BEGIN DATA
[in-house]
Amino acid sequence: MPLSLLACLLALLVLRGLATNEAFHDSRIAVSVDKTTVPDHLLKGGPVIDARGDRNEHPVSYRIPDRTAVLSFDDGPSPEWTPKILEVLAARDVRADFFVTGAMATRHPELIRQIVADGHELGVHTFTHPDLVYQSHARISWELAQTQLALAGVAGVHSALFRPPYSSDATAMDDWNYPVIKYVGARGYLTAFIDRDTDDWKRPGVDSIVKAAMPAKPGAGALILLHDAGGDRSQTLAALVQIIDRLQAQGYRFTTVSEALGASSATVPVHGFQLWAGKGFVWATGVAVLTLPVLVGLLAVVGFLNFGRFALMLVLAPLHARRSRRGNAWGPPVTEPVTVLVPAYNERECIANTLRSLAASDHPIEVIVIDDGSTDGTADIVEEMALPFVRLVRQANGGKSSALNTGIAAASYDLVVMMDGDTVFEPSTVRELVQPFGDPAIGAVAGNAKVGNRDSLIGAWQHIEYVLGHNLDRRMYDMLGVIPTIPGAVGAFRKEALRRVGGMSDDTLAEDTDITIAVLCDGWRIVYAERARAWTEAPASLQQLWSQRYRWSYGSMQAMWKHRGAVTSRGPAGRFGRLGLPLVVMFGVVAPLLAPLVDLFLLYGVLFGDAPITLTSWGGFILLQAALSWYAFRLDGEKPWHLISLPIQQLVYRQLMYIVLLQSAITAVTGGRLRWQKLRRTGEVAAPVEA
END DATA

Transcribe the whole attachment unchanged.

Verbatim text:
[in-house]
Amino acid sequence: MPLSLLACLLALLVLRGLATNEAFHDSRIAVSVDKTTVPDHLLKGGPVIDARGDRNEHPVSYRIPDRTAVLSFDDGPSPEWTPKILEVLAARDVRADFFVTGAMATRHPELIRQIVADGHELGVHTFTHPDLVYQSHARISWELAQTQLALAGVAGVHSALFRPPYSSDATAMDDWNYPVIKYVGARGYLTAFIDRDTDDWKRPGVDSIVKAAMPAKPGAGALILLHDAGGDRSQTLAALVQIIDRLQAQGYRFTTVSEALGASSATVPVHGFQLWAGKGFVWATGVAVLTLPVLVGLLAVVGFLNFGRFALMLVLAPLHARRSRRGNAWGPPVTEPVTVLVPAYNERECIANTLRSLAASDHPIEVIVIDDGSTDGTADIVEEMALPFVRLVRQANGGKSSALNTGIAAASYDLVVMMDGDTVFEPSTVRELVQPFGDPAIGAVAGNAKVGNRDSLIGAWQHIEYVLGHNLDRRMYDMLGVIPTIPGAVGAFRKEALRRVGGMSDDTLAEDTDITIAVLCDGWRIVYAERARAWTEAPASLQQLWSQRYRWSYGSMQAMWKHRGAVTSRGPAGRFGRLGLPLVVMFGVVAPLLAPLVDLFLLYGVLFGDAPITLTSWGGFILLQAALSWYAFRLDGEKPWHLISLPIQQLVYRQLMYIVLLQSAITAVTGGRLRWQKLRRTGEVAAPVEA